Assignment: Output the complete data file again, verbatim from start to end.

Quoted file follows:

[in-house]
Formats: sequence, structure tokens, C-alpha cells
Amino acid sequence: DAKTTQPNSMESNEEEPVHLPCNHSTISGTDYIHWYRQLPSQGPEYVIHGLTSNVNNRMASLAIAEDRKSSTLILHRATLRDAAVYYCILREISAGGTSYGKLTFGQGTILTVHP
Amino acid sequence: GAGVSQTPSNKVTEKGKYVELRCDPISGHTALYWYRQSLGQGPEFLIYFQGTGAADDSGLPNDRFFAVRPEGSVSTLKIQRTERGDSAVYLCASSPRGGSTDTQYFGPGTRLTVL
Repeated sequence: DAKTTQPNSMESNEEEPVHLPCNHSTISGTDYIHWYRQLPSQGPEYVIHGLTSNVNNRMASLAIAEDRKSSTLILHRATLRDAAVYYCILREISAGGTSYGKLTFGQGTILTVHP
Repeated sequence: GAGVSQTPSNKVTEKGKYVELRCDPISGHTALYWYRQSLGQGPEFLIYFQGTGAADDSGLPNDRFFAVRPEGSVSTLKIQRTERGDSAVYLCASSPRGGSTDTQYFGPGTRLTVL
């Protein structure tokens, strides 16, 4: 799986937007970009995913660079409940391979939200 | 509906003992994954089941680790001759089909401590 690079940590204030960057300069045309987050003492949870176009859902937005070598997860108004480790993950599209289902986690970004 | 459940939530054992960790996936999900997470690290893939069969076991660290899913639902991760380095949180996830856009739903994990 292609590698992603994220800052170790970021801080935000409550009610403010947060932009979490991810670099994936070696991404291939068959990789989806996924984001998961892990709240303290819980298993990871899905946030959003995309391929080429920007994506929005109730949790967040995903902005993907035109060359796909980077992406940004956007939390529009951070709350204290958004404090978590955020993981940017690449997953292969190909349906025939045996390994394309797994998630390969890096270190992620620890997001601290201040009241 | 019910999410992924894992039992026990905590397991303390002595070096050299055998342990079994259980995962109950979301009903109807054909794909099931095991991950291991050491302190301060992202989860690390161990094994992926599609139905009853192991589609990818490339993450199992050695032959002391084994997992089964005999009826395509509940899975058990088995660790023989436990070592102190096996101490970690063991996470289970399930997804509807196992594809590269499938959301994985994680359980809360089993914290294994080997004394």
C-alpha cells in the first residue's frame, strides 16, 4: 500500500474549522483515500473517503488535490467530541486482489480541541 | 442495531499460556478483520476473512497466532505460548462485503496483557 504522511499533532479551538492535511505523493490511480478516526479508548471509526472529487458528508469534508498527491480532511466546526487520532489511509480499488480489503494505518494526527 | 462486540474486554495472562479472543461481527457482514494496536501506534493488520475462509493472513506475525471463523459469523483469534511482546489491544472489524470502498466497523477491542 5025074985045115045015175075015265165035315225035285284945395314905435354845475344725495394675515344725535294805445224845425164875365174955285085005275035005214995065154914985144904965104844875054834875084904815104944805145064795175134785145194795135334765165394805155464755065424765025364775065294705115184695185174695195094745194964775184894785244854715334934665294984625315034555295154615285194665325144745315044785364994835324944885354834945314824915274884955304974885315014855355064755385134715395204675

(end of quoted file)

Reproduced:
[in-house]
Formats: sequence, structure tokens, C-alpha cells
Amino acid sequence: DAKTTQPNSMESNEEEPVHLPCNHSTISGTDYIHWYRQLPSQGPEYVIHGLTSNVNNRMASLAIAEDRKSSTLILHRATLRDAAVYYCILREISAGGTSYGKLTFGQGTILTVHP
Amino acid sequence: GAGVSQTPSNKVTEKGKYVELRCDPISGHTALYWYRQSLGQGPEFLIYFQGTGAADDSGLPNDRFFAVRPEGSVSTLKIQRTERGDSAVYLCASSPRGGSTDTQYFGPGTRLTVL
Repeated sequence: DAKTTQPNSMESNEEEPVHLPCNHSTISGTDYIHWYRQLPSQGPEYVIHGLTSNVNNRMASLAIAEDRKSSTLILHRATLRDAAVYYCILREISAGGTSYGKLTFGQGTILTVHP
Repeated sequence: GAGVSQTPSNKVTEKGKYVELRCDPISGHTALYWYRQSLGQGPEFLIYFQGTGAADDSGLPNDRFFAVRPEGSVSTLKIQRTERGDSAVYLCASSPRGGSTDTQYFGPGTRLTVL
């Protein structure tokens, strides 16, 4: 799986937007970009995913660079409940391979939200 | 509906003992994954089941680790001759089909401590 690079940590204030960057300069045309987050003492949870176009859902937005070598997860108004480790993950599209289902986690970004 | 459940939530054992960790996936999900997470690290893939069969076991660290899913639902991760380095949180996830856009739903994990 292609590698992603994220800052170790970021801080935000409550009610403010947060932009979490991810670099994936070696991404291939068959990789989806996924984001998961892990709240303290819980298993990871899905946030959003995309391929080429920007994506929005109730949790967040995903902005993907035109060359796909980077992406940004956007939390529009951070709350204290958004404090978590955020993981940017690449997953292969190909349906025939045996390994394309797994998630390969890096270190992620620890997001601290201040009241 | 019910999410992924894992039992026990905590397991303390002595070096050299055998342990079994259980995962109950979301009903109807054909794909099931095991991950291991050491302190301060992202989860690390161990094994992926599609139905009853192991589609990818490339993450199992050695032959002391084994997992089964005999009826395509509940899975058990088995660790023989436990070592102190096996101490970690063991996470289970399930997804509807196992594809590269499938959301994985994680359980809360089993914290294994080997004394």
C-alpha cells in the first residue's frame, strides 16, 4: 500500500474549522483515500473517503488535490467530541486482489480541541 | 442495531499460556478483520476473512497466532505460548462485503496483557 504522511499533532479551538492535511505523493490511480478516526479508548471509526472529487458528508469534508498527491480532511466546526487520532489511509480499488480489503494505518494526527 | 462486540474486554495472562479472543461481527457482514494496536501506534493488520475462509493472513506475525471463523459469523483469534511482546489491544472489524470502498466497523477491542 5025074985045115045015175075015265165035315225035285284945395314905435354845475344725495394675515344725535294805445224845425164875365174955285085005275035005214995065154914985144904965104844875054834875084904815104944805145064795175134785145194795135334765165394805155464755065424765025364775065294705115184695185174695195094745194964775184894785244854715334934665294984625315034555295154615285194665325144745315044785364994835324944885354834945314824915274884955304974885315014855355064755385134715395204675